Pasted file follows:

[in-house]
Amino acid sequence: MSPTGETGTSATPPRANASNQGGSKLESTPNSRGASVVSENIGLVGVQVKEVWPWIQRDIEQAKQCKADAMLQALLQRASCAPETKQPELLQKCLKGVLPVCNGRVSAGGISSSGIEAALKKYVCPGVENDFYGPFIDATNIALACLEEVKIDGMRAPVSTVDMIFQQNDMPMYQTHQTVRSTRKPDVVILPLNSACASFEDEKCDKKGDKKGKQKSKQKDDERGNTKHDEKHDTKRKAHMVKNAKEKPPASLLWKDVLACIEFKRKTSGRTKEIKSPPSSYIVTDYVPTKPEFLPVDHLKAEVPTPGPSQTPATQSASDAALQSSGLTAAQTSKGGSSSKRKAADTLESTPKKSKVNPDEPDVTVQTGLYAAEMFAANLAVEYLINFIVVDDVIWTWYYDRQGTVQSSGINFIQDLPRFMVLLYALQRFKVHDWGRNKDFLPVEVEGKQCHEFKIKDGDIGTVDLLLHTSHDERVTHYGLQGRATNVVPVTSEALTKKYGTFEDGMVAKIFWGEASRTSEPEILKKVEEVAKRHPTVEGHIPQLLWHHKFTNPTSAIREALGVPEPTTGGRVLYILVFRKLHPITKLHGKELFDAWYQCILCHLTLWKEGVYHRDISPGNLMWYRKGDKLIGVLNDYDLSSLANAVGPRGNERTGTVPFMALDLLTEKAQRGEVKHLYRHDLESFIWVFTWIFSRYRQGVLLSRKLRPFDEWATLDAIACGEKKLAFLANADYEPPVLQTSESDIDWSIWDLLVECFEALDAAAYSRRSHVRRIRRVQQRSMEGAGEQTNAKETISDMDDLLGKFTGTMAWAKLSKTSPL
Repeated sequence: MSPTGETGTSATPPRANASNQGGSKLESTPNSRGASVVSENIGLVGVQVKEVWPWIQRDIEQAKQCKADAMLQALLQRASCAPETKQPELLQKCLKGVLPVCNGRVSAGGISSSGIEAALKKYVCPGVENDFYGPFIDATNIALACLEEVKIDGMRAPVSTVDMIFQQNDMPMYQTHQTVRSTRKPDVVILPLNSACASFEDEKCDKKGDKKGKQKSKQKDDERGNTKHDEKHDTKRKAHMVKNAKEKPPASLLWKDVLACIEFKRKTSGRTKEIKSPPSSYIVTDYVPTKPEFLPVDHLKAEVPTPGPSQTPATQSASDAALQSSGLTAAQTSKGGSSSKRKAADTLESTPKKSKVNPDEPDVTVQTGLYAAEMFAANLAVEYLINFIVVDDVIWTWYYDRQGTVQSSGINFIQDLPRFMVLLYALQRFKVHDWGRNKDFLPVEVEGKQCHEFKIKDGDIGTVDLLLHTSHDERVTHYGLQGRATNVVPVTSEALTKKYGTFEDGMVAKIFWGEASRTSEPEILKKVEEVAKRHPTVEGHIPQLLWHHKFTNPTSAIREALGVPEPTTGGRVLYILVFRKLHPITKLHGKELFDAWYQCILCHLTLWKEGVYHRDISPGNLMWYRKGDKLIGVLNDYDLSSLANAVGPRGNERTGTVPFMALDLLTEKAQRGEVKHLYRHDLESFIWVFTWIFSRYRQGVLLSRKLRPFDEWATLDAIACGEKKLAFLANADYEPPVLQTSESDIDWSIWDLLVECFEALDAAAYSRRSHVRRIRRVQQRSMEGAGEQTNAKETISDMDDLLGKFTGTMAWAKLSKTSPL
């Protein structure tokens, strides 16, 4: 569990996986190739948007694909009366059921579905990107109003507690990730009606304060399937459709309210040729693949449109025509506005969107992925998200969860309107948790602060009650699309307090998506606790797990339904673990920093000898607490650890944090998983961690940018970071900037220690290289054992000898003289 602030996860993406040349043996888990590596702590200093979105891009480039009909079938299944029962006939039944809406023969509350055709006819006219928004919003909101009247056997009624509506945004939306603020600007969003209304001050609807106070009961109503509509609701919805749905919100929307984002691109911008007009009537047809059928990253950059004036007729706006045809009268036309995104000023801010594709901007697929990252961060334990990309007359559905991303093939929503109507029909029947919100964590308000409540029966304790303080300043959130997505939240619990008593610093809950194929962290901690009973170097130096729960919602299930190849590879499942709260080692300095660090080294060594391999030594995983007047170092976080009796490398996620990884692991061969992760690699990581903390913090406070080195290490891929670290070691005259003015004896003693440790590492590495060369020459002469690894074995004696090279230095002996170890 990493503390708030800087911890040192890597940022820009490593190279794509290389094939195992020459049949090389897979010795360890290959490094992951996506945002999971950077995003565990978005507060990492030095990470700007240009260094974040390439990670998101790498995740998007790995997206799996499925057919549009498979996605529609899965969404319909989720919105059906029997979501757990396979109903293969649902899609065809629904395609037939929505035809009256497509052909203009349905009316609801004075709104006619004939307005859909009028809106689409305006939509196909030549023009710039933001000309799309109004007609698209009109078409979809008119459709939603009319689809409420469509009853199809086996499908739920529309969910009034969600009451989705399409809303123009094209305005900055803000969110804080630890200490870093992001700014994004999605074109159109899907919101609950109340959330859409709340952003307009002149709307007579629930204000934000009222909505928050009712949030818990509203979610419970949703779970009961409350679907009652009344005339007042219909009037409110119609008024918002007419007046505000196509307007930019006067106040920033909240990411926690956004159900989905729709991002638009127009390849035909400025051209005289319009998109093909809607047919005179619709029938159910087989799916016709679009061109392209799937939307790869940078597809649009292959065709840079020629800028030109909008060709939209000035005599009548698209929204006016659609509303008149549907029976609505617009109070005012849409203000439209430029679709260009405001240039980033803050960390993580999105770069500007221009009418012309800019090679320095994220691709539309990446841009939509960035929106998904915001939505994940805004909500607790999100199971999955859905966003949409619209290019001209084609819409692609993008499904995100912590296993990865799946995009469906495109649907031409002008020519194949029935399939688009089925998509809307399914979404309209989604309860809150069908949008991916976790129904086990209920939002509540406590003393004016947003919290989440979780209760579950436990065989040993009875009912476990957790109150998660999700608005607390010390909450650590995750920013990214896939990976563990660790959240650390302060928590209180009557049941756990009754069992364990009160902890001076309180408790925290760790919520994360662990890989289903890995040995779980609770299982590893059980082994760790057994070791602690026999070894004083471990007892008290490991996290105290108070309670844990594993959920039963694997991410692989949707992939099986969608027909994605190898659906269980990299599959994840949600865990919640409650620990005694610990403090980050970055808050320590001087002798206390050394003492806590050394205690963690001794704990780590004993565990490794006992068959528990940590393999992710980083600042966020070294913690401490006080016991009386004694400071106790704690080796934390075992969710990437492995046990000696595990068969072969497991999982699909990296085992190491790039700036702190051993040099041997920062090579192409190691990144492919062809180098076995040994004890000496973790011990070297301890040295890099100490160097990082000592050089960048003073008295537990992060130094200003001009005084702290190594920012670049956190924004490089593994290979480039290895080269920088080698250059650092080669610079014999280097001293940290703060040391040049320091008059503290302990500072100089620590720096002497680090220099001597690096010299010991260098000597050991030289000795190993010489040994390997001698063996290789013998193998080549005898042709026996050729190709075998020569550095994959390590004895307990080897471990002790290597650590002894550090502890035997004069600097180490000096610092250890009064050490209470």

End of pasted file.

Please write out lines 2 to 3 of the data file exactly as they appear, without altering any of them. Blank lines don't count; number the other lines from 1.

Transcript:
Amino acid sequence: MSPTGETGTSATPPRANASNQGGSKLESTPNSRGASVVSENIGLVGVQVKEVWPWIQRDIEQAKQCKADAMLQALLQRASCAPETKQPELLQKCLKGVLPVCNGRVSAGGISSSGIEAALKKYVCPGVENDFYGPFIDATNIALACLEEVKIDGMRAPVSTVDMIFQQNDMPMYQTHQTVRSTRKPDVVILPLNSACASFEDEKCDKKGDKKGKQKSKQKDDERGNTKHDEKHDTKRKAHMVKNAKEKPPASLLWKDVLACIEFKRKTSGRTKEIKSPPSSYIVTDYVPTKPEFLPVDHLKAEVPTPGPSQTPATQSASDAALQSSGLTAAQTSKGGSSSKRKAADTLESTPKKSKVNPDEPDVTVQTGLYAAEMFAANLAVEYLINFIVVDDVIWTWYYDRQGTVQSSGINFIQDLPRFMVLLYALQRFKVHDWGRNKDFLPVEVEGKQCHEFKIKDGDIGTVDLLLHTSHDERVTHYGLQGRATNVVPVTSEALTKKYGTFEDGMVAKIFWGEASRTSEPEILKKVEEVAKRHPTVEGHIPQLLWHHKFTNPTSAIREALGVPEPTTGGRVLYILVFRKLHPITKLHGKELFDAWYQCILCHLTLWKEGVYHRDISPGNLMWYRKGDKLIGVLNDYDLSSLANAVGPRGNERTGTVPFMALDLLTEKAQRGEVKHLYRHDLESFIWVFTWIFSRYRQGVLLSRKLRPFDEWATLDAIACGEKKLAFLANADYEPPVLQTSESDIDWSIWDLLVECFEALDAAAYSRRSHVRRIRRVQQRSMEGAGEQTNAKETISDMDDLLGKFTGTMAWAKLSKTSPL
Repeated sequence: MSPTGETGTSATPPRANASNQGGSKLESTPNSRGASVVSENIGLVGVQVKEVWPWIQRDIEQAKQCKADAMLQALLQRASCAPETKQPELLQKCLKGVLPVCNGRVSAGGISSSGIEAALKKYVCPGVENDFYGPFIDATNIALACLEEVKIDGMRAPVSTVDMIFQQNDMPMYQTHQTVRSTRKPDVVILPLNSACASFEDEKCDKKGDKKGKQKSKQKDDERGNTKHDEKHDTKRKAHMVKNAKEKPPASLLWKDVLACIEFKRKTSGRTKEIKSPPSSYIVTDYVPTKPEFLPVDHLKAEVPTPGPSQTPATQSASDAALQSSGLTAAQTSKGGSSSKRKAADTLESTPKKSKVNPDEPDVTVQTGLYAAEMFAANLAVEYLINFIVVDDVIWTWYYDRQGTVQSSGINFIQDLPRFMVLLYALQRFKVHDWGRNKDFLPVEVEGKQCHEFKIKDGDIGTVDLLLHTSHDERVTHYGLQGRATNVVPVTSEALTKKYGTFEDGMVAKIFWGEASRTSEPEILKKVEEVAKRHPTVEGHIPQLLWHHKFTNPTSAIREALGVPEPTTGGRVLYILVFRKLHPITKLHGKELFDAWYQCILCHLTLWKEGVYHRDISPGNLMWYRKGDKLIGVLNDYDLSSLANAVGPRGNERTGTVPFMALDLLTEKAQRGEVKHLYRHDLESFIWVFTWIFSRYRQGVLLSRKLRPFDEWATLDAIACGEKKLAFLANADYEPPVLQTSESDIDWSIWDLLVECFEALDAAAYSRRSHVRRIRRVQQRSMEGAGEQTNAKETISDMDDLLGKFTGTMAWAKLSKTSPL